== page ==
How is it treated?

Patients with an acute clot are admitted to the hospital. If symptoms are severe, patients will be admitted to a stroke or intensive care unit. The immediate treatment consists of giving “blood thinners” (= anticoagulants). In the first few days these are either heparin into the veins (= intravenously), or injections of low molecular weight heparin (Enoxaparin, Dalteparin, Tinazparin, Lovenox®, Framin®, Innohep®) under the skin (= subcutaneously). The purpose of giving “blood thinners” is to prevent the existing clot(s) from getting bigger and new clots from forming. The body’s own clot-dissolving system then slowly, over weeks and months, works on dissolving the existing clots.

Clot busters (=fibrinolytic drugs) are typically not given, as they may increase the risk of bleeding into the brain. Radiological or surgical procedures with catheters to break up and extract the clot (thrombectomy; endovascular therapy) are done only in severe cases and in patients who get worse despite adequate “blood thinning” therapy. If a patient has bleeding into the brain due to the clot, the routine “blood thinners” are typically still given to prevent new clots from forming. However, the physicians have to pay very close attention that the bleed does not get worse.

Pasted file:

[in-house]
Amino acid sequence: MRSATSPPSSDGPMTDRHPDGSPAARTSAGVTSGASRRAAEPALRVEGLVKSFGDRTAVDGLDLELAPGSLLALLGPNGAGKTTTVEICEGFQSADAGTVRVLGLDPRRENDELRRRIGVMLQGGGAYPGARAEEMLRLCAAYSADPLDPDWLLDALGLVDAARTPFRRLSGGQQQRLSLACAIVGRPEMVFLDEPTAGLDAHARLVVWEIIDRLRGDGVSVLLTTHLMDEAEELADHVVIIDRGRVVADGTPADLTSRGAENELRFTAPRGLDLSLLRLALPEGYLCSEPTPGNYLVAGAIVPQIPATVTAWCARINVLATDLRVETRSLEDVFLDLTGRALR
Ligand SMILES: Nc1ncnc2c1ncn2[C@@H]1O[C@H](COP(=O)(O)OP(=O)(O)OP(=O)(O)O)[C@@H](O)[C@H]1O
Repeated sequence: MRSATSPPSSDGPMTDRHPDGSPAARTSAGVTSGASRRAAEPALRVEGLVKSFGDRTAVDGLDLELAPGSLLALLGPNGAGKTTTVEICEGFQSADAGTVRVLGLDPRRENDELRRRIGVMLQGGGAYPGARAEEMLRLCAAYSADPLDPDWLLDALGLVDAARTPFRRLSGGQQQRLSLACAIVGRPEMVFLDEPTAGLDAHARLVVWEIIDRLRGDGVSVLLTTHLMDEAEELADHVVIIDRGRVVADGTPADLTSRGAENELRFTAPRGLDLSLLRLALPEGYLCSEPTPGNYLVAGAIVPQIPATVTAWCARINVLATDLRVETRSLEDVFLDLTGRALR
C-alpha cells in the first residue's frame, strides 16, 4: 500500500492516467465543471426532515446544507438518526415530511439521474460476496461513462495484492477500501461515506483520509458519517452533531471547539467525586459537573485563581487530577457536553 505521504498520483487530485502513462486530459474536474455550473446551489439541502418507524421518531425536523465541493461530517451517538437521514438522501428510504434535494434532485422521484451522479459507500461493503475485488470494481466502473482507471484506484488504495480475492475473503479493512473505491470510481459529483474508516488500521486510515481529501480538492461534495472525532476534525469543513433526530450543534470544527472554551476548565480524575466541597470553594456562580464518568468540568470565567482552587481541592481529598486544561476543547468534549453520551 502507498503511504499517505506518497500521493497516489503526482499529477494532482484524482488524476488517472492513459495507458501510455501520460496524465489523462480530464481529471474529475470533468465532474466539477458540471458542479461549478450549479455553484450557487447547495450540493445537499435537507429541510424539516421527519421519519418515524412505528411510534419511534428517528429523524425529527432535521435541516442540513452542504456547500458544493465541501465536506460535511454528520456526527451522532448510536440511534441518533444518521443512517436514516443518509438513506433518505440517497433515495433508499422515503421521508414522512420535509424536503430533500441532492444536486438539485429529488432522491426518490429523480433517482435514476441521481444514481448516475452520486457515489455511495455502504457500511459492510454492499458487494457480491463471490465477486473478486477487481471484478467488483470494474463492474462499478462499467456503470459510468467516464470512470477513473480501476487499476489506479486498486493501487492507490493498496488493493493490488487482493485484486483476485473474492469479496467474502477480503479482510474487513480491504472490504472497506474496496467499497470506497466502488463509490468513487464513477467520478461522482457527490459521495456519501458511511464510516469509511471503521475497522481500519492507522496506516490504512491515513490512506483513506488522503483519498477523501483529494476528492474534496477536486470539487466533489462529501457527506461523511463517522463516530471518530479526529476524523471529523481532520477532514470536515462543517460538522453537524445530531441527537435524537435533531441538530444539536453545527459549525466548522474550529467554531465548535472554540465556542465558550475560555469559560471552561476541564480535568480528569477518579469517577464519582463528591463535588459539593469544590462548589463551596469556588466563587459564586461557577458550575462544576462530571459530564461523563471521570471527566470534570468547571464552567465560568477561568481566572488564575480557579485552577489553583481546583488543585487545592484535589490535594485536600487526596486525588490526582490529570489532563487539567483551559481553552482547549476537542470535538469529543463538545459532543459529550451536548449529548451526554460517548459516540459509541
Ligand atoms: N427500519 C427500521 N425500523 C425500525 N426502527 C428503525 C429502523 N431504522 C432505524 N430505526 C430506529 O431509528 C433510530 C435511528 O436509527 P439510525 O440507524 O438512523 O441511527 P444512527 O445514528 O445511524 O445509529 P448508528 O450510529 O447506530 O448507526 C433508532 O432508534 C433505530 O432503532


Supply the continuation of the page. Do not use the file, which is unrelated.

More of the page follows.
Once the patient has been stable for a few days, an oral blood thinner (warfarin; Coumadin®, Jantoven®) is started. The injectable and the oral “blood thinner” need to overlap for at least 5 days AND until the INR is above 2.0. (INR= International Normalized Ratio; this is the measure of how “thin” the blood is and how much warfarin the patient needs to take). The typical target INR is 2.0-3.0. A key question is how long a patient needs to be on warfarin. Solid treatment guidelines have recently been published [ref 1]. The new blood thinner Xarelto® (rivaroxaban) can be considered instead of warfarin.

  • If the clot was associated with a transient risk factor, such as an infection or trauma, a period of 3-6 months is typically sufficient.
  • If strong risk factors suggesting a high risk of recurrent clot are present, long-term warfarin is often chosen.  Strong clotting disorders are: antiphospholipid antibody syndrome, deficiency of protein C, S or antithrombin; 2 abnormal genes for factor V Leiden (=homozygous); two abnormal genes for the prothrombin mutation (=homozygous); one abnormal gene for each of these mutations (double heterozygous).
  • In all other patients with unprovoked clot, a treatment period of 6–12 months is often chosen. This includes patients who only have one abnormal gene for factor V Leiden (i.e. who are heterozygous) or have one abnormal gene for the prothrombin 20210 mutation (i.e. are heterozygous).

The risk of another sinus or cerebral vein thrombosis, once a patient has stopped blood thinners, is relatively low in the person whose first clot was unprovoked and in whom no strong clotting disorder is present: only approximately 1.5 % of patients (one out of 70) will develop another sinus or cerebral vein thrombosis per year [ref 2]. However, patients are also at increased risk to develop other vein clots, mostly deep vein thrombosis (DVT) of the legs and pulmonary embolism (PE) – about 1 in 25 patients will develop such a clot per year [ref 2]. Thus, patients who stop blood thinners need to know the symptoms of DVT and PE and be for the lookout for them, to seek medical attention early if such symptoms occur.